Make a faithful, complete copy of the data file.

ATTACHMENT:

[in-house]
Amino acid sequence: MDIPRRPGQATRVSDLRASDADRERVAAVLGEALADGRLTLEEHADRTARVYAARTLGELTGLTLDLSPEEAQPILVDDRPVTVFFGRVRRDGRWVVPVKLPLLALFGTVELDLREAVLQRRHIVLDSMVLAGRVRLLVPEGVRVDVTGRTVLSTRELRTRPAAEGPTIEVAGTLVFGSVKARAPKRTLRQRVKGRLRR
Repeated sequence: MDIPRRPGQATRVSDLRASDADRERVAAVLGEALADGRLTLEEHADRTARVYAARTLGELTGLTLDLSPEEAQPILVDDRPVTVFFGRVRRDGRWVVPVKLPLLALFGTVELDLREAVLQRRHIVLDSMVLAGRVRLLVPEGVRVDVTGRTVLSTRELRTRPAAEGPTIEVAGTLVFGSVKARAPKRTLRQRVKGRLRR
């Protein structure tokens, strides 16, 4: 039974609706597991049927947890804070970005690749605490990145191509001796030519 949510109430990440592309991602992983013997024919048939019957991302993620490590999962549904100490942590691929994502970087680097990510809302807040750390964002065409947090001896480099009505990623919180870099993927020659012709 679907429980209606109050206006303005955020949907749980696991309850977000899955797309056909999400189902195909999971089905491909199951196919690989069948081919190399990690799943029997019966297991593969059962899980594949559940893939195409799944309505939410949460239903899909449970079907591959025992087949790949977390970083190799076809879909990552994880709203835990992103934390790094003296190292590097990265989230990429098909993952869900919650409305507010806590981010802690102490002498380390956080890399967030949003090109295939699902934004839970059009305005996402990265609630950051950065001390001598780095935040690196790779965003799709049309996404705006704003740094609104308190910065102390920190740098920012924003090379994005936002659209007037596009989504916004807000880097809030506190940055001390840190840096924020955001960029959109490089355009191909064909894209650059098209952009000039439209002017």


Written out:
[in-house]
Amino acid sequence: MDIPRRPGQATRVSDLRASDADRERVAAVLGEALADGRLTLEEHADRTARVYAARTLGELTGLTLDLSPEEAQPILVDDRPVTVFFGRVRRDGRWVVPVKLPLLALFGTVELDLREAVLQRRHIVLDSMVLAGRVRLLVPEGVRVDVTGRTVLSTRELRTRPAAEGPTIEVAGTLVFGSVKARAPKRTLRQRVKGRLRR
Repeated sequence: MDIPRRPGQATRVSDLRASDADRERVAAVLGEALADGRLTLEEHADRTARVYAARTLGELTGLTLDLSPEEAQPILVDDRPVTVFFGRVRRDGRWVVPVKLPLLALFGTVELDLREAVLQRRHIVLDSMVLAGRVRLLVPEGVRVDVTGRTVLSTRELRTRPAAEGPTIEVAGTLVFGSVKARAPKRTLRQRVKGRLRR
């Protein structure tokens, strides 16, 4: 039974609706597991049927947890804070970005690749605490990145191509001796030519 949510109430990440592309991602992983013997024919048939019957991302993620490590999962549904100490942590691929994502970087680097990510809302807040750390964002065409947090001896480099009505990623919180870099993927020659012709 679907429980209606109050206006303005955020949907749980696991309850977000899955797309056909999400189902195909999971089905491909199951196919690989069948081919190399990690799943029997019966297991593969059962899980594949559940893939195409799944309505939410949460239903899909449970079907591959025992087949790949977390970083190799076809879909990552994880709203835990992103934390790094003296190292590097990265989230990429098909993952869900919650409305507010806590981010802690102490002498380390956080890399967030949003090109295939699902934004839970059009305005996402990265609630950051950065001390001598780095935040690196790779965003799709049309996404705006704003740094609104308190910065102390920190740098920012924003090379994005936002659209007037596009989504916004807000880097809030506190940055001390840190840096924020955001960029959109490089355009191909064909894209650059098209952009000039439209002017």